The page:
Airlines and tour companies say the quarantine will derail plans to rebuild business. It comes as other European countries reopen their borders and ease travel restrictions imposed during the coronavirus pandemic.
Others say the measure comes too late. Britain’s official COVID-19 death toll stands at more than 39,000, the highest in Europe. Officials say the quarantine will help prevent a second wave of infections, though most of Britain’s European neighbors currently have lower infection rates.
Starting Monday, travelers and returning Britons coming from all countries except Ireland, which has a long-standing free-movement agreement with the U.K., will be asked to self-isolate for two weeks.
Breaches can be punished with a 1,000-pound ($1,220) spot fine, or by prosecution and an unlimited fine. But it’s unclear how the quarantine will be enforced. The U.K. government has said only that people “could” be contacted to ensure they are complying.
BERLIN — Germany’s government says it plans to lift a travel warning for European countries on June 15 — but it may still advise against travel in some cases, for example to Britain if quarantine rules there remain in place.
Germany issued a warning against all nonessential foreign travel in March. The aim is to change that for Germany’s 26 European Union partners, other countries outside the EU that are part of Europe’s passport-free Schengen travel area and Britain.
Foreign Minister Heiko Maas said Wednesday that the warning would be replaced with more conventional travel advice “so long as there are no longer entry bans and no large-scale confinement” in the countries concerned. He said all countries except Norway and Spain, where entry restrictions are expected to last longer, now fulfill those conditions.
Maas said that the new travel advice won’t amount to “an invitation to travel,” and in some cases may advise against trips – “for instance to Britain, so long as there is still an obligatory 14-day quarantine for everyone arriving there.”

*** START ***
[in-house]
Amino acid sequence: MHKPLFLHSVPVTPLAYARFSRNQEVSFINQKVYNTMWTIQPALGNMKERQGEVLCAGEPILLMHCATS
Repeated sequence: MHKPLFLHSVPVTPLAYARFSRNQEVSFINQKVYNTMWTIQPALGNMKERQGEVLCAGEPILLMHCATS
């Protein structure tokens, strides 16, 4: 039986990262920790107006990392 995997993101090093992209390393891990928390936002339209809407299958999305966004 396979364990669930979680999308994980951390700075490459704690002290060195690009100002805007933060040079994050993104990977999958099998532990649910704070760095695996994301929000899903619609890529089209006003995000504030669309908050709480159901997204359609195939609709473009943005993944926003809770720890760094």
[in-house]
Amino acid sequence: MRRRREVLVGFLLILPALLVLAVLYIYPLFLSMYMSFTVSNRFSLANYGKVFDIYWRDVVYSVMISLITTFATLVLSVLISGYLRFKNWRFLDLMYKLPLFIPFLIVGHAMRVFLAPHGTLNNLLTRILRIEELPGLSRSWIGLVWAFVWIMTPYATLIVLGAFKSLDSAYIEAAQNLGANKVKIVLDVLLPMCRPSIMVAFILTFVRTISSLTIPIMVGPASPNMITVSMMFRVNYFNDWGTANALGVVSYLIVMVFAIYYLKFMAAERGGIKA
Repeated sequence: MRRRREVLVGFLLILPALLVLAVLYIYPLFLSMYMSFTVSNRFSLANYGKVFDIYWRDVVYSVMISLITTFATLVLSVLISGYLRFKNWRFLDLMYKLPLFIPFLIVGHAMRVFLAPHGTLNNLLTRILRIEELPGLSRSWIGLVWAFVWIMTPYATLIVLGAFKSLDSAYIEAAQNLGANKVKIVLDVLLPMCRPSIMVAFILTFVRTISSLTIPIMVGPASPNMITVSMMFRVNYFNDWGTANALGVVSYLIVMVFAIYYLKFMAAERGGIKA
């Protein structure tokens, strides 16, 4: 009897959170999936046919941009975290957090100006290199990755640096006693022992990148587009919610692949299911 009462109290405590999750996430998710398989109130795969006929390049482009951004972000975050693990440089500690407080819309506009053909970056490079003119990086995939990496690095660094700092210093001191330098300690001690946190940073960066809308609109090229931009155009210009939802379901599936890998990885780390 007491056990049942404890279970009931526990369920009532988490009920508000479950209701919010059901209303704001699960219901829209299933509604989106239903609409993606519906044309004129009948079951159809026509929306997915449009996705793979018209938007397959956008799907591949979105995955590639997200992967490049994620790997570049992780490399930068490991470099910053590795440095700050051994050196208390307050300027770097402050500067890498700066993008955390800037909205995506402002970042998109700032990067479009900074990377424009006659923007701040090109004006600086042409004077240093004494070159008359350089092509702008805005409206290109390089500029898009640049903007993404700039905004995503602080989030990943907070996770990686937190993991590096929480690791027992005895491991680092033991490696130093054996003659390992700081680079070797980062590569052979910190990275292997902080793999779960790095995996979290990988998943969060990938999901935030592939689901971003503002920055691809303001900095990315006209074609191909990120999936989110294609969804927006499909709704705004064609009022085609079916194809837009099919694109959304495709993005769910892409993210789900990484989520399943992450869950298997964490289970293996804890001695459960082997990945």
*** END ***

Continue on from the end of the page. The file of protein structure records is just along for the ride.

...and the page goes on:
PRAGUE — The Czech Republic and Slovakia are fully opening their common border for travelers, fully lifting restrictions that have been adopted to contain the coronavirus pandemic.
The prime minister of the two countries, Andrej Babis of the Czech Republic and Igor Matovic of Slovakia, announced the move that becomes effective on Thursday at the start of their meeting in Prague.
The Czechs and Slovaks together with Hungarians have been allowed to travel to their three countries without showing a negative test on the coronavirus or be quarantined if they return home from the trip in 48 hours.
The two countries have not been hit by the pandemic as hard as some other European countries, including Italy, Spain, France and Britain.
GENEVA — The World Economic Forum says its next meeting in January will be held under the headline “The Great Reset,” reflecting the impact that the coronavirus crisis has had on economies and societies around the world and the ongoing need to tackle climate change.
Organizers of the annual meeting of government and business leaders in Davos, Switzerland, said Wednesday that they plan to hold a “twin summit” comprising both “in-person and virtual dialogues.” These will link elites to young people in more than 400 cities around the world.
Forum founder Klaus Schwab said that “the global health crisis has laid bare the unsustainability of our old system in terms of social cohesion, the lack of equal opportunities and inclusiveness.”
He warned that “climate change could be the next global disaster with even more dramatic consequences for humankind.”
ISLAMABAD — Health officials say one more Pakistani lawmaker has died at a hospital in Islamabad after testing positive for the coronavirus.
Mian Jamshed Kakakhel, who was a member of a provincial assembly in the northwest, died Wednesday. His death comes a day after two lawmakers died at different hospitals after testing positive for the coronavirus.
So far, four Pakistani lawmakers have died because of the coronavirus in the country, which recorded its highest single-day increase in infections with 4,131 new confirmed cases in the past 24 hours.
Pakistan on Wednesday reported 67 deaths in the past 24 hours from the outbreak.
Critics blame Prime Minister Imran Khan for an increase in deaths and infections. They accuse him of easing restrictions last month at a time when there was a need to enforce a stricter lockdown to contain the spread of the virus.